Prophets and prophecy in the ancient near east pdf
Prophecy in the Ancient Near East – A Philological and Sociological Comparison | brillAims and Scope Prophecy was a wide-spread phenomenon in the ancient world - not only in ancient Israel but in the whole Eastern Mediterranean cultural sphere. Nissinen's studies have had a formative influence on the study of the prophetic phenomenon. The present volume presents a selection of thirty-one essays, bringing together essential aspects of prophetic divination in the ancient Near East. The first section of the volume discusses prophecy from theoretical perspectives. The second sections contains studies on prophecy in texts from Mari and Assyria and other cuneiform sources. Even prophecy in the Dead Sea Scrolls is discussed in the fifth section. User Account Log in Register Help.
Prophets and prophecy in the ancient Near East
Forgot password? Don't have an account? The prophetic performance is typically associated with a specific state of mind variously called ecstasy, trance, or possession. This chapter demonstrates that an altered state of consciousness appears as a prerequisite of the prophetic performance in ancient Near Eastern, Greek, and biblical texts. In Greek sources, the divine possession of the Delphic Pythia is taken for granted, and also the prophets of Didyma, Dodona, and Claros are believed to have been influenced by the divine spirit. Neither the Greek nor the Near Eastern sources specify how the altered state of consciousness was reached. The essential thing was that they were divinely inspired, not how the inspiration manifested itself.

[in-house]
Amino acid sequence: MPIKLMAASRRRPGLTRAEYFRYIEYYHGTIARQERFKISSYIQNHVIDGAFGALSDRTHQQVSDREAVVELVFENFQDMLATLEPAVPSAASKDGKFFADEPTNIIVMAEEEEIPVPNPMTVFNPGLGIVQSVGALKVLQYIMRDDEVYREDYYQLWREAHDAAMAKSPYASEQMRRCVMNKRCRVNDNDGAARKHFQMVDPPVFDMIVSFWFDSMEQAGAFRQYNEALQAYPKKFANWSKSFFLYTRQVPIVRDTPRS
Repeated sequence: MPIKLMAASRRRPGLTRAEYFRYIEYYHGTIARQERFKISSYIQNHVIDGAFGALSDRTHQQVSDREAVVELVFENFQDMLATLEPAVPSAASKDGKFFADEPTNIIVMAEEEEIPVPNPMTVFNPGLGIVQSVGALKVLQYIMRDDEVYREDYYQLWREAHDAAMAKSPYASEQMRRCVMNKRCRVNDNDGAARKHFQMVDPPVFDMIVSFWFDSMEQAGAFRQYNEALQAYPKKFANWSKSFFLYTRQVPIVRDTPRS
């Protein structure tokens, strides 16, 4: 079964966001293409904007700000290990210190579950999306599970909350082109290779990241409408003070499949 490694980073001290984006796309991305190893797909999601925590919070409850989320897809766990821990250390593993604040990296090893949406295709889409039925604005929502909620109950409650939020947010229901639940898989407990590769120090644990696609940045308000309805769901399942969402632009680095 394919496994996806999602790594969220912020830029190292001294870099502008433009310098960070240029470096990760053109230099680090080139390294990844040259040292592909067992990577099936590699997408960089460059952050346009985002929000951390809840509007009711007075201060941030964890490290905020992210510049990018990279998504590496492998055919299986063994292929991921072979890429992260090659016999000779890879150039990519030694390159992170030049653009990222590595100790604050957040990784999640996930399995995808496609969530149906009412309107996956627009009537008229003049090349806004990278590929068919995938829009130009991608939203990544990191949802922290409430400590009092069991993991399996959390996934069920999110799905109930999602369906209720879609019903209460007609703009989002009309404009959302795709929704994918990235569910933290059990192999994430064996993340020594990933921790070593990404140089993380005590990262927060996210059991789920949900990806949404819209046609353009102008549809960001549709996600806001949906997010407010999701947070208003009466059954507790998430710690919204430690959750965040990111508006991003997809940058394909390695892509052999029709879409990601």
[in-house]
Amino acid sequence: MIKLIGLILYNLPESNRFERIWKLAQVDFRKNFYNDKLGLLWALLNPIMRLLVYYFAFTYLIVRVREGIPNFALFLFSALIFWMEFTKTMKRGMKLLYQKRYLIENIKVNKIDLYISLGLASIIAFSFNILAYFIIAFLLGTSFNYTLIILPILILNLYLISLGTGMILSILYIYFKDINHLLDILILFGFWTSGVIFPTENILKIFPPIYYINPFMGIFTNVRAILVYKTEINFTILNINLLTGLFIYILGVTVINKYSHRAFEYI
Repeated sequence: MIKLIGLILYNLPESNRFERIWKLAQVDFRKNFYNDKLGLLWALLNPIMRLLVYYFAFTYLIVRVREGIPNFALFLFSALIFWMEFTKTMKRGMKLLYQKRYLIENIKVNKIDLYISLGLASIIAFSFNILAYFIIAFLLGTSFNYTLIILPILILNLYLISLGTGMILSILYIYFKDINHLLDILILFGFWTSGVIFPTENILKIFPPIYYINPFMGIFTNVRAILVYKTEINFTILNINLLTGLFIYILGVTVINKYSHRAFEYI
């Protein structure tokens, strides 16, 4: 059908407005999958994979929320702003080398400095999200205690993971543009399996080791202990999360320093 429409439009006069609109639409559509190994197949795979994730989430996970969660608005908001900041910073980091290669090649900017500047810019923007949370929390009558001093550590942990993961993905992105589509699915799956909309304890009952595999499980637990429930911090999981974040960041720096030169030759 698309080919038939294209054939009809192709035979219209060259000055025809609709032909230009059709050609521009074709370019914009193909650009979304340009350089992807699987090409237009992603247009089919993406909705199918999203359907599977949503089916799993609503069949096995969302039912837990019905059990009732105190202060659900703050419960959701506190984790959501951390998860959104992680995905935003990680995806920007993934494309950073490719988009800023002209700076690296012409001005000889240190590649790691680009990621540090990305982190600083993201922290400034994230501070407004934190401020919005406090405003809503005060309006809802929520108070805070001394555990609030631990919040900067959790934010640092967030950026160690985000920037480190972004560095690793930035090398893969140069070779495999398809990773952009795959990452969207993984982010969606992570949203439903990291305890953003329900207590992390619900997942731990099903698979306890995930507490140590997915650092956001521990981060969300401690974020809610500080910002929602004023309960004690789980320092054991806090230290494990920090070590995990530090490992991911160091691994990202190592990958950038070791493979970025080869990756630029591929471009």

Seow and Robert K. Prophets and Prophecy in the Ancient Near East. Edited by Peter Machinist. Writings from the Ancient World Atlanta: Society of Biblical Literature,
Edited by Carolyn J. Sharp
Login via Institution. Since the s there has been an emphasis on the study of ancient Israelite prophecy in its ancient Near East context. The author analyzes prophecy in each culture independently before comparisons are made. This method demonstrates how prophecy is a part of the wider system of divination, but also shows where scholarship has unduly imported concepts found in one corpus to the other two. This method, for example, calls into question the supposed link between music and prophecy from the Hebrew Bible to the ancient Near East.